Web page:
The Department of Online Wine Policemen
In addition to being in the business of taking enormous amounts of venture capital, as well as selling wine on-line, Wine.com now has apparently set up a division within its company that I suspect is called: "The Department of Online Wine Policemen.
As was pointed out by Rich Cartiere at the Wine Market Report and made available HERE and by Alder at Vinography, Wine.com has begun ordering wine from out of state retailers and having it shipped to Wine.com in Washington State. They’ve then taken those shipments over to the Washington State Liquor Control Board and insisted that the state of Washington take action against these retailers. And they did just that. In fact, the Washington State Liquor Control Board’s actions, particularly in conjunction with other states, has forced a number of wine retailers to stop shipping to Washingtonians.
Many have suggested that this is a matter of "Tattletale" and actions on the part of Wine.com that are remarkably anti-consumer. In fact, if you want to see what folks have been saying just go read the comments at Alder’s blog or at the Wine Spectator bulletin boards or at Mark Squire’s bulletin board.
But here’s a little tidbit that hasn’t been brought up. The State of Washington has no jurisdiction when it comes to out-of-state retailers. Rather, the only people who are at risk when a consumer buys and has shipped to them wine from an out of state retailer is the consumers. It’s the consumer who is at risk for "importing untaxed liquor".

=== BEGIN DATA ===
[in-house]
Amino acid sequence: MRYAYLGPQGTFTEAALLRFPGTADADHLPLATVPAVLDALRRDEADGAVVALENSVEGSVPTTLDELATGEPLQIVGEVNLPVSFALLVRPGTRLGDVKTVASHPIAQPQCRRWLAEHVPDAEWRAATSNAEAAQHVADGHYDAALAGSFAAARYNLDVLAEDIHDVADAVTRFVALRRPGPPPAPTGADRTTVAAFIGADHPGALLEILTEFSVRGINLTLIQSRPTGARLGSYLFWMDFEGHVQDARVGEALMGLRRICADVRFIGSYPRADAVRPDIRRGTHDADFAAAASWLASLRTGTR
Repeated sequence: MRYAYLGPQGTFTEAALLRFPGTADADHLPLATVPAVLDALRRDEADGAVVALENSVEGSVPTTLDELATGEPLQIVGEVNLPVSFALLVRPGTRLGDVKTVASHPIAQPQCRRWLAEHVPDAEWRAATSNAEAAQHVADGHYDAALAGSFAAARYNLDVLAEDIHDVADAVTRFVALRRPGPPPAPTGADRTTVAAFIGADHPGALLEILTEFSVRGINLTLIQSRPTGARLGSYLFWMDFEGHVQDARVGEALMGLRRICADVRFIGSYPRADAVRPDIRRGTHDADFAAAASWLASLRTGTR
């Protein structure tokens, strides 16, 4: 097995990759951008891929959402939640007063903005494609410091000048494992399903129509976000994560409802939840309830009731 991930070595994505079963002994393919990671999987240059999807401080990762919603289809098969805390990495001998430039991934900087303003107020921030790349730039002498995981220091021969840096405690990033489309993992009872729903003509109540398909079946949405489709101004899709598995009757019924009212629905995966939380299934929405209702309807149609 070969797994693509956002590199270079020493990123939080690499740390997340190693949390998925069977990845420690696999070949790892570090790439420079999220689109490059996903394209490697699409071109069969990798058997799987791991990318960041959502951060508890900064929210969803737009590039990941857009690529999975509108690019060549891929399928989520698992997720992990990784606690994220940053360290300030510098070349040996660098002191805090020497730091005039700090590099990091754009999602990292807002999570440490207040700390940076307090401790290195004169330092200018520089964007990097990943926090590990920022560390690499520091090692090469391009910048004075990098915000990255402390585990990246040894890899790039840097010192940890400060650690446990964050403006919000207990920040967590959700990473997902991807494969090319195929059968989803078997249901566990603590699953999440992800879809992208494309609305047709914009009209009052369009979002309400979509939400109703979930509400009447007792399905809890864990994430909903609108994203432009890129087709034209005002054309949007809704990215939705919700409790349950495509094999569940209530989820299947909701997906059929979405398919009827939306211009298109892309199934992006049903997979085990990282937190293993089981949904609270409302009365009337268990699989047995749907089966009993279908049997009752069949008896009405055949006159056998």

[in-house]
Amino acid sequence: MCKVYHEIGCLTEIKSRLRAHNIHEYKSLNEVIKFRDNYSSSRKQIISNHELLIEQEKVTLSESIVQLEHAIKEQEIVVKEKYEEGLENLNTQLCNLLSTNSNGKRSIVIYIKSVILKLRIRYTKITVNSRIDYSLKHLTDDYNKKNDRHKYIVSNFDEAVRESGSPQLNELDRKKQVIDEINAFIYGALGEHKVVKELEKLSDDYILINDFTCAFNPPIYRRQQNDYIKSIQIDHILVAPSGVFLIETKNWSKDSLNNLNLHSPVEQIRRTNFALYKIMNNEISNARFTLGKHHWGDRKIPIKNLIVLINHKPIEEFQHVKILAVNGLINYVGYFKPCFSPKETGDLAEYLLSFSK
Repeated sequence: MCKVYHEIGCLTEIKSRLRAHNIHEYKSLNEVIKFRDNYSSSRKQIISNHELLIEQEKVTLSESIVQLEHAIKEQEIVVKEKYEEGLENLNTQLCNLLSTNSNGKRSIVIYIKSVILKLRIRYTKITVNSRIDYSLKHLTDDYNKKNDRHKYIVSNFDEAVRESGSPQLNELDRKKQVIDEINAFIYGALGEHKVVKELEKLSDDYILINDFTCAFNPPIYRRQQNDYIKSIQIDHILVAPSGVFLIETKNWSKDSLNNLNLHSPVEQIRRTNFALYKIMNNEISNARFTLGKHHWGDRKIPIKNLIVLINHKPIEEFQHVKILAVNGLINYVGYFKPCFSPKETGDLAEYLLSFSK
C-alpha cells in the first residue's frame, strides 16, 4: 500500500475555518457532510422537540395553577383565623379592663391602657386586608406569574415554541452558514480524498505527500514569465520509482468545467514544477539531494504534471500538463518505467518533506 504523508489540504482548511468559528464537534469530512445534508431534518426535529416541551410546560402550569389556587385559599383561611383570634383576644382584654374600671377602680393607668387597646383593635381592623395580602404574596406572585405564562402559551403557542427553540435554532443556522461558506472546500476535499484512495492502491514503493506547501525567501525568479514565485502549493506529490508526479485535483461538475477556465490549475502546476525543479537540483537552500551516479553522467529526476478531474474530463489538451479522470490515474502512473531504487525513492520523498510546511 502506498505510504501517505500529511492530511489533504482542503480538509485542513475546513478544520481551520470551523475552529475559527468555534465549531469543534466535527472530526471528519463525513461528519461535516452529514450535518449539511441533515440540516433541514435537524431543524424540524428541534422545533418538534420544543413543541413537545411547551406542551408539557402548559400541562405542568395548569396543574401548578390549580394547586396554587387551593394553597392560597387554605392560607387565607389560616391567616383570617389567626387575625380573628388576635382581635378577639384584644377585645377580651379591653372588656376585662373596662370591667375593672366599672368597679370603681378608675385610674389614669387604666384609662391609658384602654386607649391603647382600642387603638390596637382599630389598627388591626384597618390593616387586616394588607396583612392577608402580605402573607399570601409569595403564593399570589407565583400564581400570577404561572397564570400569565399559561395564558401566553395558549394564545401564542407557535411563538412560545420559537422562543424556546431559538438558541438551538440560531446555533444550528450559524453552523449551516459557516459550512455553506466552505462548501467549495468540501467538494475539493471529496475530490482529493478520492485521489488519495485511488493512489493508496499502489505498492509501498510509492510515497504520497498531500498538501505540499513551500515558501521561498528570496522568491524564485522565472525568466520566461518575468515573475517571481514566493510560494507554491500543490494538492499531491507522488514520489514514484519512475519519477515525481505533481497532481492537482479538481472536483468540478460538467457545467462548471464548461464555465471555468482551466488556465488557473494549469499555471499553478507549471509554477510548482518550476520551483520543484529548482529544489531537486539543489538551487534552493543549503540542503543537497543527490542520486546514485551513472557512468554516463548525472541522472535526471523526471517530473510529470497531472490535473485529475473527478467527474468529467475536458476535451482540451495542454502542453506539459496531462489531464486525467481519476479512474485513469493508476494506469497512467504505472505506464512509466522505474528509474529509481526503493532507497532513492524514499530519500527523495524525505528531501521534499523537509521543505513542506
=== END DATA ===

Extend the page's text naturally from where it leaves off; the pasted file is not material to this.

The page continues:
This explains why in all the letters that the Washington Liquor Control Board sent to out-of-state retailers at the behest of Wine.com’s Department of Online Wine Policemen "REQUESTED" that the retailers stop shipping, rather than demanding they stop shipping.
Now, it might be that Wine.com’s motivation for carrying out sting operations against its fellow retailers was its concern for public safety. It also might be that given Wine.com’s model of having residency in every state and not shipping over state lines had something to do with it’s aggressive move against its competitors. Who knows.
But here’s what I do know. As long as Wine.com is going operate a Department of Online Wine Policemen it really should turn its attention to consumers who are buying from out-of-state retailers rather than from Wine.com, who could ship the wine from within Washington.
Now, I don’t think the Wine.com Internet Wine Police Force is going to go after the only people, consumers, that the state of Washington can actually touch with enforcement actions. I don’t think they’ll do this because, well, that would be stupid. However, I honestly wish they would do this. If they did, there would be no need for Wine.com to worry further about the state of retailer-to-consumer shipping because there would be no more Wine.com. Consumers would get one inkling of the actions that Wine.com had taken and never patronize them again.
Tom Wark is Executive Director of the Specialty Wine Retailers Association